By the time the last few ducks passed us the bridge was almost empty and the riverbank was crowded with people slowly following the ducks and, like us, looking for their own. There were men in canoes on the river marshalling ducks away from the tangle of flotsam by the fallen willow and making sure none got caught up on either bank. At a snail’s pace we followed the tide of yellow downstream.
All the ducks made it past the branches of the willow. By the time they were headed for the first bend in the river most of the clumps had broken up and, like any race, there were several front runners well ahead of the pack and a few stragglers at the back. Some of the back markers needed a little encouragement with a paddle to keep going.
The first real obstacle was the tangle of reeds a little way downstream. Some ducks decided to take a shortcut close to the bank while others took the long way round, taking advantage of the faster current. One or two became tangled and needed a paddle to get them loose.
By the time they’d rounded the bend most of the ducks were close to the far bank, meaning the marshals had their work cut out keeping them away from entanglement in tree branches. The field had really stretched out by this time and there seemed to be some clear front runners.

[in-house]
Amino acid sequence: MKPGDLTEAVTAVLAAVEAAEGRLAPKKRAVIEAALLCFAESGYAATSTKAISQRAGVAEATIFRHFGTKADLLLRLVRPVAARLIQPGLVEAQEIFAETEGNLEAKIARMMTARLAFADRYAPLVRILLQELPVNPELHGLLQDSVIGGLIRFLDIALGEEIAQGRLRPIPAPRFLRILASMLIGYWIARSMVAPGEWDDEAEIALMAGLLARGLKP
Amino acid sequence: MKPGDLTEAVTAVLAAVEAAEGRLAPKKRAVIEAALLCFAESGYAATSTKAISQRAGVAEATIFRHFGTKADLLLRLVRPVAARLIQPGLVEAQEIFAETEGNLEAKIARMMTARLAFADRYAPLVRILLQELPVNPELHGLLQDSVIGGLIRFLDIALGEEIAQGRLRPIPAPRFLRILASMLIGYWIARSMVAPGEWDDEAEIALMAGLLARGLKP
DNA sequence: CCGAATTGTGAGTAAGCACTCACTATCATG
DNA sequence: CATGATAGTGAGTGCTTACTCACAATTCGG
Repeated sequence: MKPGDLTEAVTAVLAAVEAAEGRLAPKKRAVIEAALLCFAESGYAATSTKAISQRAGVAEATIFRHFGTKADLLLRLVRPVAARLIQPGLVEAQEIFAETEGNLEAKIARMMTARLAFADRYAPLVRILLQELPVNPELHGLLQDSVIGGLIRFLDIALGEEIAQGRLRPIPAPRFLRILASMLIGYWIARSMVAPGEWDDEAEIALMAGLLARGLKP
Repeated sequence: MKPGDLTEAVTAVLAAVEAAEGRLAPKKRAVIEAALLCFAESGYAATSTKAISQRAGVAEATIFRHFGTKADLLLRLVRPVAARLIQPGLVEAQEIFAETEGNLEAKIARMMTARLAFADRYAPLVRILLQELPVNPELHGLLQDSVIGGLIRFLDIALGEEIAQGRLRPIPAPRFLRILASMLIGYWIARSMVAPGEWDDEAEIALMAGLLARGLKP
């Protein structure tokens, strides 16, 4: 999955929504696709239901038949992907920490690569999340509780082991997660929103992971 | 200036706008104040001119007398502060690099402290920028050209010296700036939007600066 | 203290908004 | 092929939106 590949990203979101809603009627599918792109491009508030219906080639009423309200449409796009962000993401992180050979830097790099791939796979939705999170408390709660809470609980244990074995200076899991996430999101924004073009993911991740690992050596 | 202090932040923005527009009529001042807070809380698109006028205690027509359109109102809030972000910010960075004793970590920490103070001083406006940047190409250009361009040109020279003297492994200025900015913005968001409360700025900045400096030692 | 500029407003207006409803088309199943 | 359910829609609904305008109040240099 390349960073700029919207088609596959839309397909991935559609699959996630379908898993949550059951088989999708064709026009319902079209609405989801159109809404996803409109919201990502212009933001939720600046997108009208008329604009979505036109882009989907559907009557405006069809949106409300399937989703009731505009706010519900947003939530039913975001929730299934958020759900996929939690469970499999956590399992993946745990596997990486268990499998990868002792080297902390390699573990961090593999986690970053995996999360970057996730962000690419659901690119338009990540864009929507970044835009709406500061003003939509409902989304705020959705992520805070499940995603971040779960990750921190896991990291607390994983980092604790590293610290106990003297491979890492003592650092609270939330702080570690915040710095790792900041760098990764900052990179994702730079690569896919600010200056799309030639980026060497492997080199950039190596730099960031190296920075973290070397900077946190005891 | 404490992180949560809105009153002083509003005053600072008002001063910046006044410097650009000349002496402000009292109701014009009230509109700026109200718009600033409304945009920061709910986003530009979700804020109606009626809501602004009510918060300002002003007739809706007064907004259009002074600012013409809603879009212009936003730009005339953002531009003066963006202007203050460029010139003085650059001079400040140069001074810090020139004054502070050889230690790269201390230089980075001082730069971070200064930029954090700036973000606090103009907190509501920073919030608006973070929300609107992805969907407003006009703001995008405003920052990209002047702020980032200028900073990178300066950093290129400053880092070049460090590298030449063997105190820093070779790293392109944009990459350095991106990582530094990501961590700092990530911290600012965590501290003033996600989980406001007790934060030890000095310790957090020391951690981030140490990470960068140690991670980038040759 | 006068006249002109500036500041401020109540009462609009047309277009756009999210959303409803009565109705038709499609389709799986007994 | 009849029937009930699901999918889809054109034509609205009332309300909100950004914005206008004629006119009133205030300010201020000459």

When the ducks got to the next bend in the river they had a real challenge to conquer if they were going to make it to the finish line. This is where the side stream runs off towards the activity centre and joins with Monks Brook. There is a kind a weir where the main flow of the river and the side stream join. Fast flowing water like rapids heads off into the trees and loops round.
A brave marshal had stationed his canoe in front the the swirling water but was having difficulty not getting swept away himself. While he struggled to push straying ducks back towards the main stream while paddling like mad to stay there himself, a few little ducks went the wrong way. Another canoeist a little further upstream had clambered onto the Boardwalk behind the tree line and was frantically fishing the off course racers out with a net as they swirled past him. We watched fascinated, wondering if our little ducks had made it through or been swept away.
Eventually almost all the ducks had made it last the danger zone so we walked on around the final bend before Woodmill. Now they were past the fast flowing river before the side stream the ducks were moving so slowly it seemed as if they were becalmed.
“They could do with little sails,” I laughed. “At this rate we’ll be here all day.”
“There are worse places to be hanging about,” CJ pointed out.